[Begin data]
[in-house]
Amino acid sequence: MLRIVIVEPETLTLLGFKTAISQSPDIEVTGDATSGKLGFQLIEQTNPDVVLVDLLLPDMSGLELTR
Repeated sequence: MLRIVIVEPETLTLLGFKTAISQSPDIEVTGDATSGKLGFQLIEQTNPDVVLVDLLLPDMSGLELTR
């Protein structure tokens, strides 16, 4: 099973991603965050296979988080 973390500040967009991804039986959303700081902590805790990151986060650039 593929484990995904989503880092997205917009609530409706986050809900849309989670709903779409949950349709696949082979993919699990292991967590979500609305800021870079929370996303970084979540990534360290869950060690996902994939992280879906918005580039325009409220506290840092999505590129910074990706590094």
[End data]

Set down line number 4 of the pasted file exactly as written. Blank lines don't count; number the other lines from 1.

């Protein structure tokens, strides 16, 4: 099973991603965050296979988080 973390500040967009991804039986959303700081902590805790990151986060650039 593929484990995904989503880092997205917009609530409706986050809900849309989670709903779409949950349709696949082979993919699990292991967590979500609305800021870079929370996303970084979540990534360290869950060690996902994939992280879906918005580039325009409220506290840092999505590129910074990706590094």